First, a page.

JP Clark
Prof. Clark

“Something is rotten in the state…” – Shakespeare

By Chukwuma Ajakah

Africa’s foremost poet, Professor Emeritus John Pepper Clark-Bekederemo captures pertinent contemporary socio-political issues in his 1985 collection of poems titled, “State of the Union”. The collection appears as a segment of select poems in J.P. Clark’s 2002 anthology published by Longman Nigeria Plc under the title, “The Poems (1958-1998).

The volume of 25 poems begins with a famous line excerpted from William Shakespeare’s Hamlet: “Something is rotten in the state…” and a telltale dedication: “For all those who have died and suffered for her” which provides insight into its central thematic preoccupation. It features multifarious subject matters embedded in subtitles such as “Here Nothing Works”, “The Cleaners”, “Victoria Island”, “Of Sects and Fellowships”, “Song of the Retired Public Servant”, “Election Report”, “Song of the New Millionaires”, “Victoria Island Revisited”, “The Plague”, and “An Epidemic without a Name”.

Also read: Covid-19: Over 24,000 Lagosians to benefit from Oando employees initiative

Most of the works are lyrical poems that cover a broad spectrum of themes, hinging on prevalent socio-economic and political ills that bedevil the Nigerian society. State of the Union x-rays the country as a heterogeneous society from the perspective of an informed poet, who sifts through historical facts to prove that “something is rotten in the state”. The prophetic bard’s startling revelations are succinctly depicted in narrative-cum historical poems such as “The Sovereign” which exposes the fallacy of Nigeria’s claims to egalitarianism and being a country, whose people are united in diversity: It was never a union. It was at best/An amalgamation, so said, in fact,/ The foreign adventurer who forged it: Four hundred and twenty-three disparate/ Elements by the latest count, all spread/ Between desert and sea, no trace of one/ Running into the rest in two thousand/ Years of traffic…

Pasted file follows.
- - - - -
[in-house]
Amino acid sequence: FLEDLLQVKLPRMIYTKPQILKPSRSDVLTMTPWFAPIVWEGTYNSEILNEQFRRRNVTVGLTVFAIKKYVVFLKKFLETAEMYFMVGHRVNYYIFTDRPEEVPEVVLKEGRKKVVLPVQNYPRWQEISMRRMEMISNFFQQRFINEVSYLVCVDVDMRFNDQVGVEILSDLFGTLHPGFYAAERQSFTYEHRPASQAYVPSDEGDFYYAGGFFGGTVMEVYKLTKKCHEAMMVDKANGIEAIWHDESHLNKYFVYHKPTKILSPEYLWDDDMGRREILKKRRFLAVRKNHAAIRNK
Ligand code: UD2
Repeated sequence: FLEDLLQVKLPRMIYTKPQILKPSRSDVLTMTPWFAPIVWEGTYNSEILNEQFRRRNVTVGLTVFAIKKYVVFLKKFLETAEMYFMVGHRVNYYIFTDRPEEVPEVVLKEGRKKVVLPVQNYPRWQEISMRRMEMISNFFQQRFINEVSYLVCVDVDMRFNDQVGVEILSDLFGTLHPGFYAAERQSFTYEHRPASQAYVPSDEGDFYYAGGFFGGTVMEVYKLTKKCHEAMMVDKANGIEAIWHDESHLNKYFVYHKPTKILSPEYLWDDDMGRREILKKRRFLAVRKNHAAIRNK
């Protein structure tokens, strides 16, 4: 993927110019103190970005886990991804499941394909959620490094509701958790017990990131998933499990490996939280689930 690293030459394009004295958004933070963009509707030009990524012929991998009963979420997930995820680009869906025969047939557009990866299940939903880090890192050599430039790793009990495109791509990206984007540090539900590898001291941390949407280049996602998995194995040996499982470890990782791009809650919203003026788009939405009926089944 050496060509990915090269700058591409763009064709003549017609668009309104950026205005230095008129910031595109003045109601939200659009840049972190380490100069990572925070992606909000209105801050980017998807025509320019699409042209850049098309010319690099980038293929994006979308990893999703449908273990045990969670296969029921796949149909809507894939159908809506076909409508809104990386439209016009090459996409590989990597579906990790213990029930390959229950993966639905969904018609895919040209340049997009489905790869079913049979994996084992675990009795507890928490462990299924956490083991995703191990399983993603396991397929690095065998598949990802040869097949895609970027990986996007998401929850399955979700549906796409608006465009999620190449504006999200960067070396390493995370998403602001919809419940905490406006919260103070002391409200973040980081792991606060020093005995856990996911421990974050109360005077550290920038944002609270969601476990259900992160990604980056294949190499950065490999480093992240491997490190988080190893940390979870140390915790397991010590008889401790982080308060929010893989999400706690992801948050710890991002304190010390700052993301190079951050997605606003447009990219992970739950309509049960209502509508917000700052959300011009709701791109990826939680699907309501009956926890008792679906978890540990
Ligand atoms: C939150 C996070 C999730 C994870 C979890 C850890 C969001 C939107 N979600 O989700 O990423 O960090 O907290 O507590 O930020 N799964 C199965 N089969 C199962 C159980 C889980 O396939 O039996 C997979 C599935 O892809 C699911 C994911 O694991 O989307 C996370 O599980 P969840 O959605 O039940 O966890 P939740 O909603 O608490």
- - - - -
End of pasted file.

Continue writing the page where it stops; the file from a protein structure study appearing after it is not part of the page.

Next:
Perhaps the most momentous verse in terms of relevance to the country’s present travails is the poem, “An Epidemic Without a Name” which captures the essence of the dread that envelopes the nation over the coronavirus pandemic and reported deaths of thousands of people from strange ailments. The following lines gleaned from the poem portray the theme of fear of the unknown: Another one went/It was never like this before/ Not when there is no war/ Or a dread disease widespread/ What feast among the dead/Calls them home at such a run?/ Fear beats the drum/Let them run who can/ Fear beats the drum.

In the poem, “Where Do They All Go?” the persona rhetorically queries the fate of the nation’s self-serving political juggernauts after they had left office: Where do they all go, the big wigs/In government, when by force or choice/ They leave service? Some we know/ Side-step into boardrooms and buy/Themselves a little time, while a few/ Ascend to thrones termites dispute/ But the bulk these characters/Who in their time manipulated/ Millions in the name of millions/Where do they go, when, willing/ Or not, they leave their posts on high?

The poet decries Nigeria’s inability to safeguard human and material resources many years after the civil war in poems such as “The Plague”, “Concerning ‘My Command’ by General Olusegun Obasanjo and Other Accounts of the Nigerian Civil War”, “An Epidemic Without a Name”, “Epitaph for Boro”, “The Patriarchs at the Return to Civilian Rule” and “Return of the Heroes”.

A dominant tune of pessimism cuts across most of the poems, revealing the poet’s attitude to the prevailing socio-economic and political setup, perpetuated by the mediocre leadership the country still grapples with decades after her independence. The poet deploys diverse poetic devices in exploring the various underlining thematic concerns which include: injustice evidenced by extra-judicial killings, high-level corruption, nepotism and ethnocentrism, widespread insecurity, religious bigotry, political instability, social inequality and intolerance, economic exploitation, self-aggrandizement, deceit and fear of the unknown. As instantiated in the poem, “Sacrifice”, the poet employs rhetorical question as a dominant device in linking the first five lines of the opening stanza: How shall I tell my children not/To love her to the point that loss/ Of life, limb and property is/ A sacrifice they cannot withhold/ If called upon to serve in her time of need?

The poet also diversifies the poems structurally, by presenting them in lines and stanzas of varying lengths. With the exception of “Easter 1976” which has nine stanzas, the rest are structured into short stanzas. The language of the poem is simple, except for the use of a number of figurative expressions such as metaphors which portray the poet’s message in veiled rhetoric.

Vanguard

Disclaimer

Comments expressed here do not reflect the opinions of vanguard newspapers or any employee thereof.